Just before Christmas this year (2009), I was sent a Nintendo DSi and three FLIPS digital books free of charge and no strings attached (well with a view to reviewing them string attached) by O’Leary PR.
First, a word on reviews and sending me products. I’m not normally into that kind of thing. After all, I’m not here for freebies and they really won’t sway my opinion one way or the other. O’Leary responded to a post I wrote about the impact of digital change on Children’s books and the product they sent was very appropriate to my work so I felt it was a good deal on both sides. In other words, it was a rare event and one I’d suggest is unlikely to occur too often.
The DSi is a very pretty piece of engineering and computing. It reminds me almost immediately of my old GameBoy and that can’t be a bad thing, after all that was glued to my hand for about two straight years. But when you start playing with it you realise that a GameBoy doesn’t even come close. It’s not just that the DSi has a camera, wi-fi connectivity, two screens and notably colour (which I never even imagined was a possibility) but it’s also the touch screen interface (admittedly with a stylus which seems very early noughties now) the screen shifting capability and the download-able content that make this a special piece of kit. it won’t ever replace my wonderful iPod touch but I did find myself thinking that for certain purposes, especially complex games like Settlers and Civilization, the DSi would have lots of advantages over the touch.
Electronic Arts announced its first FLIPS products in October 2008. They went on sale in December. So what are they? Essentially digital book packages.
I spent most of my time using the Artemis Fowl FLIPS, if only because that was the one that appealed most to me and not because the author, Eoin Colfer, is Irish. You get quite a lot for the money you pay. At a retail price of just £24.99 you get 7 books and a bundle of extras. The best thing about the FLIPS is that they are not just books made to work on a device, the books have embedded features like links to information that might be useful or helpful to a new reader, collectible pieces of code that build into a readable text as well as illustrations displayed on a double screen in what seemed to me a most book-like manner.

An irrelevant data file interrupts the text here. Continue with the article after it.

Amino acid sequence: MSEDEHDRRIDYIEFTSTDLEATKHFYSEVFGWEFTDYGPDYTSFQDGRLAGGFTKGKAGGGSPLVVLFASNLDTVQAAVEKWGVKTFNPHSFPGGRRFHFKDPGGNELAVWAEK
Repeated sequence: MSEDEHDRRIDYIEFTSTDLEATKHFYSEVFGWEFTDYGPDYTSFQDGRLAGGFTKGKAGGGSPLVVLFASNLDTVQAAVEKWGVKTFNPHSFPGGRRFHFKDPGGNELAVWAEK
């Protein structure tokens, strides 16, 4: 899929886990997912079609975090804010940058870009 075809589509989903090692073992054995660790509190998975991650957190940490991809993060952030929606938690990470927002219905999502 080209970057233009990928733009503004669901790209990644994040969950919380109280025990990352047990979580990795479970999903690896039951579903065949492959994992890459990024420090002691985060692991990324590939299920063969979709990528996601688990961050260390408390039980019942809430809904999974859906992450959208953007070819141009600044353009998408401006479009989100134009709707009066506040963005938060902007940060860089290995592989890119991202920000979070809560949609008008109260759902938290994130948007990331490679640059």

I’ve enjoyed reading on the DSi, the page turning is much easier to deal with than some e-reading devices, the refresh is quicker and the enhancements bring a new dimension to the experience. I also like the reward structure, that might just encourage some reluctant readers to engage, but then again, given the choice of a game over a book package, I suspect most people will skip the book and buy the game.
One thing I really like about the FLIP though is the fact that it is a bundle of books. I can see this being an attractive way to package books for children and adults. But there again that leads me to my problems with the product which are twofold.
Firstly that in some ways, FLIPS just highlights the core challenge of books and reading in a digital connected world, as the possible uses of free time explode the danger for books is that time that might be spent reading can as easily be spent, surfing the web, playing games, watching video, listening to streamed music or doing any of the variety of digitally enabled forms of entertainment what ever handheld device you happen to be carrying allows.
Secondly that the FLIPS feels all the time like a tame version of the web. Why bother with these little cartridges is what I wonder, enable the text on a website with the links embedded, make the enhancements available online too and charge for access to the bundle, update it when new books are released and cross sell products if you want but crucially make it available to anyone willing to pay on any device anywhere that’s connected to the web.
Who wins when book publishers package books like this? Device makers I reckon.
Enjoying the last day of 2009!